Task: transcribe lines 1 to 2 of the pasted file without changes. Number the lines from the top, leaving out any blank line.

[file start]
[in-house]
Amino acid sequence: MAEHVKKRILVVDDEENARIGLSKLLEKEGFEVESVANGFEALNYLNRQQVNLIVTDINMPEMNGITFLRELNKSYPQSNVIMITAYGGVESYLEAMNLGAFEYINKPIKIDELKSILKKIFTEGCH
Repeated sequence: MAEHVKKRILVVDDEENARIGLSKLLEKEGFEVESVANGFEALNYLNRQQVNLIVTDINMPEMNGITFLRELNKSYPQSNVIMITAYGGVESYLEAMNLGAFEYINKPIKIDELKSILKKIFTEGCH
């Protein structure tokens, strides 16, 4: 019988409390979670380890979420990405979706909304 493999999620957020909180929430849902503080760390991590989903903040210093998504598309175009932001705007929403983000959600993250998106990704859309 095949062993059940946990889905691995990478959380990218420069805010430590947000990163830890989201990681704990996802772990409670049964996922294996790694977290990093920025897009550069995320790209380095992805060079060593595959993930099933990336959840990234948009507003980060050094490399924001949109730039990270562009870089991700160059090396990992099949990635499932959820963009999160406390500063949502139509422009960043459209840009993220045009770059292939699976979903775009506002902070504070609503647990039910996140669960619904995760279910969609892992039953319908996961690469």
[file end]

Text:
[in-house]
Amino acid sequence: MAEHVKKRILVVDDEENARIGLSKLLEKEGFEVESVANGFEALNYLNRQQVNLIVTDINMPEMNGITFLRELNKSYPQSNVIMITAYGGVESYLEAMNLGAFEYINKPIKIDELKSILKKIFTEGCH